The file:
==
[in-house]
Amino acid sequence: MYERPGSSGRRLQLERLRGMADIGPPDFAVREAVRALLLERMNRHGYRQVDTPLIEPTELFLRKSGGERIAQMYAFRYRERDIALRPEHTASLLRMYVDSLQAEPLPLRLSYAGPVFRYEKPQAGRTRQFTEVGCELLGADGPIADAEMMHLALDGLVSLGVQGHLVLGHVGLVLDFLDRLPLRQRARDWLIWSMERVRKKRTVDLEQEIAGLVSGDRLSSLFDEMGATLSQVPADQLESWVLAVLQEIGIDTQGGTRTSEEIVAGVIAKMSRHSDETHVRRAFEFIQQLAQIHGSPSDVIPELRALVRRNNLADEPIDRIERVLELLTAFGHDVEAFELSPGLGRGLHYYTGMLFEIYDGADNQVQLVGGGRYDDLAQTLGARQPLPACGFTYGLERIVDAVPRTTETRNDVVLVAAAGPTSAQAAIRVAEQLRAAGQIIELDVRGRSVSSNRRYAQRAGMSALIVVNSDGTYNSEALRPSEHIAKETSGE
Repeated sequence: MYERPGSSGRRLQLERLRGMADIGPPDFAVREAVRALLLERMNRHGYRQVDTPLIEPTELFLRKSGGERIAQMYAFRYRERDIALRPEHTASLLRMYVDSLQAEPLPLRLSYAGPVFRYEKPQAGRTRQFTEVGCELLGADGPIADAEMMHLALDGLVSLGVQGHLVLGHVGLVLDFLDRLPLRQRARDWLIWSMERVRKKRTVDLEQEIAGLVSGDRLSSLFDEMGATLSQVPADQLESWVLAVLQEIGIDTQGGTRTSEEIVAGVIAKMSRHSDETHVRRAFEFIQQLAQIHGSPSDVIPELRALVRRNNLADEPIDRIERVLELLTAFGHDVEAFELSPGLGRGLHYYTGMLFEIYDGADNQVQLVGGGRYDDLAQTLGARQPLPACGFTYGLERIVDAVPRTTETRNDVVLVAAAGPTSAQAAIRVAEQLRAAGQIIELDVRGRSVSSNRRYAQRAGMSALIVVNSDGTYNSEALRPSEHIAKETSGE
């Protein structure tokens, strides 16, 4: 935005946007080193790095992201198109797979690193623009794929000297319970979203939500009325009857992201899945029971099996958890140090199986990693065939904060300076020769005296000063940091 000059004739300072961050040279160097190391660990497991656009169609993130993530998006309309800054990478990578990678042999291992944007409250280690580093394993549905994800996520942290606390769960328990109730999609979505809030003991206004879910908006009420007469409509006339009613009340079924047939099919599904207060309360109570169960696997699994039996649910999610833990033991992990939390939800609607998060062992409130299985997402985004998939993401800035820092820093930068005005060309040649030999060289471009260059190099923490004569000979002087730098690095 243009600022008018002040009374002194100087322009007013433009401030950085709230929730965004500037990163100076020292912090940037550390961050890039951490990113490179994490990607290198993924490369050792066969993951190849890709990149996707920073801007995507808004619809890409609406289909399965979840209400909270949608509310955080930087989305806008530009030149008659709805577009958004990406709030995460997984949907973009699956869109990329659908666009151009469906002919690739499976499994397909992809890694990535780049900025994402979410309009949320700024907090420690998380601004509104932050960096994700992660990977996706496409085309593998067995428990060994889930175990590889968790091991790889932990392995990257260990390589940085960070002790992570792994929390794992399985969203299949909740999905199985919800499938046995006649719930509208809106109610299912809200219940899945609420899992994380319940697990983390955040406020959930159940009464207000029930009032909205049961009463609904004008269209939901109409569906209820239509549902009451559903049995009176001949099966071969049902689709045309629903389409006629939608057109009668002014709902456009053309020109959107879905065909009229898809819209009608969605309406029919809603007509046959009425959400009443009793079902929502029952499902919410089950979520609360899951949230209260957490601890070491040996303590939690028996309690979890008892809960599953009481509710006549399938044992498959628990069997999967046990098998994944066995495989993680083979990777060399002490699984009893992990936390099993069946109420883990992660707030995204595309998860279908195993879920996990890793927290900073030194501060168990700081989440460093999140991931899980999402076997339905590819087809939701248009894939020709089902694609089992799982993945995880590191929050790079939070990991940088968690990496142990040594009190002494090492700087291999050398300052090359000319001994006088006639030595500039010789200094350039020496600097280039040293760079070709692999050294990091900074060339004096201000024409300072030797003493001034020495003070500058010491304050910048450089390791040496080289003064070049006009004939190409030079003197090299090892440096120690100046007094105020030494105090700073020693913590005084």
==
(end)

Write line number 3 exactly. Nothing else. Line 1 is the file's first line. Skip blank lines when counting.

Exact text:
Repeated sequence: MYERPGSSGRRLQLERLRGMADIGPPDFAVREAVRALLLERMNRHGYRQVDTPLIEPTELFLRKSGGERIAQMYAFRYRERDIALRPEHTASLLRMYVDSLQAEPLPLRLSYAGPVFRYEKPQAGRTRQFTEVGCELLGADGPIADAEMMHLALDGLVSLGVQGHLVLGHVGLVLDFLDRLPLRQRARDWLIWSMERVRKKRTVDLEQEIAGLVSGDRLSSLFDEMGATLSQVPADQLESWVLAVLQEIGIDTQGGTRTSEEIVAGVIAKMSRHSDETHVRRAFEFIQQLAQIHGSPSDVIPELRALVRRNNLADEPIDRIERVLELLTAFGHDVEAFELSPGLGRGLHYYTGMLFEIYDGADNQVQLVGGGRYDDLAQTLGARQPLPACGFTYGLERIVDAVPRTTETRNDVVLVAAAGPTSAQAAIRVAEQLRAAGQIIELDVRGRSVSSNRRYAQRAGMSALIVVNSDGTYNSEALRPSEHIAKETSGE